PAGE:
104. reaches into and around
    three other districts.
  105. That pink district in the middle
    pinches down as narrow as possible
  106. while reaching out to grab other areas.
  107. This is nuts.
  108. These are the visual telltales
  109. of districts that have been distorted
    toward some political end.
  110. The opposite of a sprawling,
    non-local gerrymandered map
  111. is a compact map, like this.
  112. I hope you can see the difference.
  113. You can also measure it.
  114. I measure compactness
  115. as the average distance per person
    to the center of their district.
  116. In the old North Carolina map,
    that distance was 38 miles;
  117. in my map, it's 25 miles.
  118. You can measure how sprawling
    and non-local a gerrymandered map is
  119. and how compact a compact map is.
  120. So, it's technically possible.
  121. How's the political situation?
  122. You might expect that there would be
    some resistance to this kind of change,
  123. and there is, but there is
    also some demand for it.
  124. The republican governor of Maryland
    has recently called out for national help
  125. in overturning his state's
    democratic gerrymander.
  126. That is one of the more contorted messes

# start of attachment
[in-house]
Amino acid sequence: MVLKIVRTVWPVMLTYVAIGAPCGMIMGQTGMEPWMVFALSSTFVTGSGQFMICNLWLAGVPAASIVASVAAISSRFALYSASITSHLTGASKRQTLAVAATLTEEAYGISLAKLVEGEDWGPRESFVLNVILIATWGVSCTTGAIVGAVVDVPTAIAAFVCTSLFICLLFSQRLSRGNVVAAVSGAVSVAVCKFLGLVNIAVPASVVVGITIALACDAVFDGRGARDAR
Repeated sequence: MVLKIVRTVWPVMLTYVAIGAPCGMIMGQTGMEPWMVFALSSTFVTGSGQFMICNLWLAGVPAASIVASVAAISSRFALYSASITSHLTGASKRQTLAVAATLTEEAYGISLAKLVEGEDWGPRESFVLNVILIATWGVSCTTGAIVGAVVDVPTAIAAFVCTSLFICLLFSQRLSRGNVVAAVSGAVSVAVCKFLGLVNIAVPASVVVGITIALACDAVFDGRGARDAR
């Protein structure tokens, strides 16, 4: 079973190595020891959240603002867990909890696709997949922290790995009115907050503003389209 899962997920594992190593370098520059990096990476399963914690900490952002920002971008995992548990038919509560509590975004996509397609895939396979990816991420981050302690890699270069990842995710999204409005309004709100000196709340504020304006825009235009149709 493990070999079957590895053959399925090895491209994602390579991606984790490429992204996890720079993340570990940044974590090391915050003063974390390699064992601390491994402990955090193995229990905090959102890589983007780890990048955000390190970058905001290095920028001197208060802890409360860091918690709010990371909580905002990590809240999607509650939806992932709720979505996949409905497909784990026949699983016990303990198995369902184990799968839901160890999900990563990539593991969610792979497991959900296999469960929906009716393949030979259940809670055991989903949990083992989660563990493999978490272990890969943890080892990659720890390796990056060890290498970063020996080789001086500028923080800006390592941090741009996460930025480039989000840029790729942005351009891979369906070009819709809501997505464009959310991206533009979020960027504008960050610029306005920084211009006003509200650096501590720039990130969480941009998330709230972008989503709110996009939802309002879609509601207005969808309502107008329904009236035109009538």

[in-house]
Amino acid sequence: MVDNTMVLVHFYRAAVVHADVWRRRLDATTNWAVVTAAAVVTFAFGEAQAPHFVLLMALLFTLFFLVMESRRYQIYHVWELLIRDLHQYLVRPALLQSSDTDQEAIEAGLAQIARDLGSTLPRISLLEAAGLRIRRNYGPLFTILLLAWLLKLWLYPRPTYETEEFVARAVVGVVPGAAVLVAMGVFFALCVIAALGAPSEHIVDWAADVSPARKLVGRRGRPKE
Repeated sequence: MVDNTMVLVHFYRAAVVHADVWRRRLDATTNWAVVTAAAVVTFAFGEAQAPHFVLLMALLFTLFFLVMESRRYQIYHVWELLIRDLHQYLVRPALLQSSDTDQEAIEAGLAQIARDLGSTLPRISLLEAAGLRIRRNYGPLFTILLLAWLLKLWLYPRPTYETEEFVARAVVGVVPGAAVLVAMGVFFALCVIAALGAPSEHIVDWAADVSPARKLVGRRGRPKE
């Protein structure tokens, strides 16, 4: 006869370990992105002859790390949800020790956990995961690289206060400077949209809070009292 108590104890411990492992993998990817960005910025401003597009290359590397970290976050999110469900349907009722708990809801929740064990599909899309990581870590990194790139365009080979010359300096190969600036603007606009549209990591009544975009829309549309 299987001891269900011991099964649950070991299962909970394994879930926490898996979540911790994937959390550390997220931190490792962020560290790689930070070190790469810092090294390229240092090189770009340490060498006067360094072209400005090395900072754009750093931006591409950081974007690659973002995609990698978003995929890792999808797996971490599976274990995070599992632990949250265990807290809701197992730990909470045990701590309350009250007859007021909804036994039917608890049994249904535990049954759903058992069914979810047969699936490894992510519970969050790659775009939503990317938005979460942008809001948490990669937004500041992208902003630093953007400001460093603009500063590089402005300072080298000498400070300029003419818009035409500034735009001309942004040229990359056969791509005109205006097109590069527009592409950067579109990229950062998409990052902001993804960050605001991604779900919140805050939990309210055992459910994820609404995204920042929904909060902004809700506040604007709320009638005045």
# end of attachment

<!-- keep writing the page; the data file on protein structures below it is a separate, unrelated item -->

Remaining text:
127. of tentacled horrors of districts
    I have seen in any map.
  128. (Laughter)
  129. I don't know if this is the best map,
  130. but I submit that it is
    a legally viable map,
  131. without some of the obvious runaround
    and drawbacks of the old map.
  132. There are a lot of states
    with divided government,
  133. with the two parties
    fighting over redistricting.
  134. But this shouldn't be
    something to fight about.
  135. Redistricting should be
    a bureaucratic, boring process,
  136. where you get in new census data,
    you turn the crank,
  137. and you get out new maps
    for the next 10 years.
  138. In the last few years,
  139. California, Arizona, Ohio, and Florida
    have passed reform of one kind or another.
  140. That shows that it's possible.
  141. Those reforms might not be perfect,
    and they might still need some tinkering,
  142. but we can do it.
  143. This is technically possible.
  144. Open-source software, free and verifiable,
  145. running on home computers
    that anyone can use
  146. can solve for these kinds
    of impartial maps,
  147. and the results are pretty good.
  148. This is politically possible.
  149. People want reform -
    even some elected officials want it.
  150. And the legal mechanisms are achievable.
  151. If we could have a change now,
  152. we could have a big effect
    on the future of our political process.
  153. If reform comes to enough places,
  154. enough states,
  155. we might even be able
    to get a national standard.
  156. And a national standard might let us
    really hold up our core value
  157. of equal protection under the law for all.
  158. (Applause)